The Appellant Board successfully appealed the decision of the Chambers judge, which had overturned the Board’s review decision that found the Respondent Petro-Canada was not an employer, within the meaning of the Workers’ Compensation Act, in respect of a safety investigation
Administrative law – Decisions of administrative tribunals – Workers Compensation Boards – Workers Compensation – Employer – definition – Judicial review – Procedural requirements and fairness – Standard of review – Reasonableness simpliciter
Petro-Canada v. British Columbia (Workers’ Compensation Board),  B.C.J. No. 1842, British Columbia Court of Appeal, September 16, 2009, M.V. Newbury, S.D. Frankel and H. Groberman JJ.A.
After inspecting two service stations of the Respondent Petro-Canada, the Appellant Board made four Orders under the Workers’ Compensation Act (the “Act”) against Petro-Canada. The inspection, and the Orders, related to a violent incident that occurred at one of Petro-Canada’s service stations. The Board’s Orders found Petro-Canada, as an employer, had failed to consider, or take adequate steps to address, the safety of its employees.
Petro-Canada pursued a review in respect of the Prevention Officer’s decision (the “Review”). Petro-Canada argued that it was not an employer for the purposes of the Act because the Licensee of the service station, and not Petro-Canada, was actually the employer for those employees working at the service station.
The Case Officer (on behalf of the Appellant) conceded that two of the Orders ought to be rescinded because they could only be made against “employers” and Petro-Canada was not the employer of the employees. Petro-Canada, in putting forward its case, specifically chose not to argue this issue since the Appellant had conceded the point. The Review Officer considered the word “employer”, which is defined in several different parts of the Act. One such definition is in section 1 where the word “employer” was defined as follows: “employer includes every person having in their service under a contract of hiring or apprenticeship, written or oral, express or implied, a person engaged in work in or about an industry”. The Review Officer held that the definition in section 1 was not an exhaustive one and went on to find that the intent of the statute was to provide a “flexible and expansive concept of employer.” The Review Officer concluded that Petro-Canada was subject to the Act since it fell within the expansive definition of employer contemplated by the Act.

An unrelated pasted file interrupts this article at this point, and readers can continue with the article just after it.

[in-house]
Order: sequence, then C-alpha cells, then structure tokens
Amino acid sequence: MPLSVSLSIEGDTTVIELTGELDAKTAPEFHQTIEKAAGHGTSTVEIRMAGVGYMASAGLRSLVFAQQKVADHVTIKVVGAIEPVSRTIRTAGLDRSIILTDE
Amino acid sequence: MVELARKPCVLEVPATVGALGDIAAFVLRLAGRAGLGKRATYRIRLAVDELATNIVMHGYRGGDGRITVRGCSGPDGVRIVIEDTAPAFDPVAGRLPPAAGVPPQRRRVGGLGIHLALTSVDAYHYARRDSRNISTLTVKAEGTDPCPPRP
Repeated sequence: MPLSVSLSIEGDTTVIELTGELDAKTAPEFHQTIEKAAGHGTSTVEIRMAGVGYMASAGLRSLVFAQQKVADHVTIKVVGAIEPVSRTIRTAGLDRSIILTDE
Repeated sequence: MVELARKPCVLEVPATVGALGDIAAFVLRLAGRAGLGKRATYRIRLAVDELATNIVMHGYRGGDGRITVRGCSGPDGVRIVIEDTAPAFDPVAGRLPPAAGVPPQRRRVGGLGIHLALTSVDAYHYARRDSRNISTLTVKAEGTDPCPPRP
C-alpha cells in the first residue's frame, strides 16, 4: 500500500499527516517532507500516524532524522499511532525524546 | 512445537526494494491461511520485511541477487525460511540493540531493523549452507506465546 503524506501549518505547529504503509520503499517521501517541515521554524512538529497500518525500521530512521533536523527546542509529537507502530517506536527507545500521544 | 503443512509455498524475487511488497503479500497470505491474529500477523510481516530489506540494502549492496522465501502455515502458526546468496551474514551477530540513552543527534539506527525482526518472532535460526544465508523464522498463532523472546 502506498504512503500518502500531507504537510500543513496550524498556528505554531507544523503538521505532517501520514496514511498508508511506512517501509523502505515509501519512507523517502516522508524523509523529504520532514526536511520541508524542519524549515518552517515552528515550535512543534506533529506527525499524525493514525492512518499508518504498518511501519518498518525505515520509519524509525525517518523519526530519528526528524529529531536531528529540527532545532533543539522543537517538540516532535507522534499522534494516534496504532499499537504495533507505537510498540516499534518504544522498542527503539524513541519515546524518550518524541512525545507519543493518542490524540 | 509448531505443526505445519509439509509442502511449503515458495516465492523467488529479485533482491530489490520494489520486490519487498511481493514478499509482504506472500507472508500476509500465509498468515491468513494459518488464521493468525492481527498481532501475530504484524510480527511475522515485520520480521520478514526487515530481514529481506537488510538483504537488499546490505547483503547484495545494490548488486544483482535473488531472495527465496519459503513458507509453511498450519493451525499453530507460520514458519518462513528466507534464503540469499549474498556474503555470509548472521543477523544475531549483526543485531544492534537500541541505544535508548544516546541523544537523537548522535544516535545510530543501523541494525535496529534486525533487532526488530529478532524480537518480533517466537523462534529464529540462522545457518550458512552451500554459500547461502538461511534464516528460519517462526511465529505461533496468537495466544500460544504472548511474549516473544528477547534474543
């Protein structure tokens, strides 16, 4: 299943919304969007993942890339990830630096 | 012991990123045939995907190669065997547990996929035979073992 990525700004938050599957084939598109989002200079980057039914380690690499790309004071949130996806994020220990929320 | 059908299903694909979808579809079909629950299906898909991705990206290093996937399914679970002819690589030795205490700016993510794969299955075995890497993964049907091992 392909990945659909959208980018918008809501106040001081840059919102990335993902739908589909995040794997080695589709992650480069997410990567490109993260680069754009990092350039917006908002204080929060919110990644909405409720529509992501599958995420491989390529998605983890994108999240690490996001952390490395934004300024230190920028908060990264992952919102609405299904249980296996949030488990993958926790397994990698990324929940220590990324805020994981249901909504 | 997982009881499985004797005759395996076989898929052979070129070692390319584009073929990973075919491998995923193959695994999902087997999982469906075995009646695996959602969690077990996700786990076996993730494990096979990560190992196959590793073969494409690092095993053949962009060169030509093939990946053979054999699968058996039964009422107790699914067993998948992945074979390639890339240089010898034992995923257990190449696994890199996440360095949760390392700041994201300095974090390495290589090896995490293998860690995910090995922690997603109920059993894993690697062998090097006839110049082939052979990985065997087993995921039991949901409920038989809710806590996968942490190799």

Petro-Canada sought judicial review of the Review Officer’s decision. Petro-Canada argued that the decision was wrong in the interpretation of the word “employer”. Petro-Canada also argued that it was denied procedural fairness because, at the hearing of the Review, the Case Officer conceded that Petro-Canada was not an employer and, as such, Petro-Canada did not address that issue before it lost on that issue.
The Chambers judge first decided that the applicable standard of review was reasonableness. This was the case because there is a strong privative clause, the applicable section of the Act involves a balancing of public interests, the Board has expertise in these matters, and the questions at issue were ones of law and of mixed fact and law. The Chambers judge accepted Petro-Canada’s submission that the term “employer” should not be interpreted so broadly that it captures employers in respect of employees that are not, strictly speaking, their own employees. The Chambers judge held that the Review Officer’s decision was unreasonable and remitted the matter back to the Appellant Board with directions as to how to interpret the term “employer”.
The Appellant appealed the Chambers judge’s decision. The Court held that the Review decision and the Chambers judge both focused inappropriately on the issue of whether Petro-Canada was an “employer”. Petro-Canada was clearly an employer within the meaning of the relevant section of the Act. The more difficult issue was whether the service stations operated by the franchisees were workplaces at which Petro-Canada’s work was carried out. The other issue was what Petro-Canada could reasonably do to ensure the health and safety of workers in light of its role in the service stations. The Review decision was in error in its reasoning but the error in reasoning did not permeate the remainder of that decision. The Review decision reasonably concluded that Petro-Canada’s work was being carried out at the service station and, as such, the Court disagreed with the Chamber judge’s finding that the Review decision was unreasonable.
The Court had to consider the procedural fairness argument and Petro-Canada did not address this issue in the Review decision. Petro-Canada made it clear, before making its submission to the Review Officer, that it was not addressing the term “employer” because of the concessions made by the Appellant’s Case Officer. The Review Officer ought to have corrected Petro-Canada’s mistaken assumption and, in failing to do so, Petro-Canada was denied procedural fairness.
The Court ordered that two components of the Review Decision be reinstated and also ordered that the Orders arising out of the phrase “employer” be remitted back to the Appellant Board so that each party can make submissions.
This case was digested by Scott J. Marcinkow of Harper Grey LLP. If you would like to discuss this case further, please feel free to contact him directly at firstname.lastname@example.org or review his biography at http://www.harpergrey.com.
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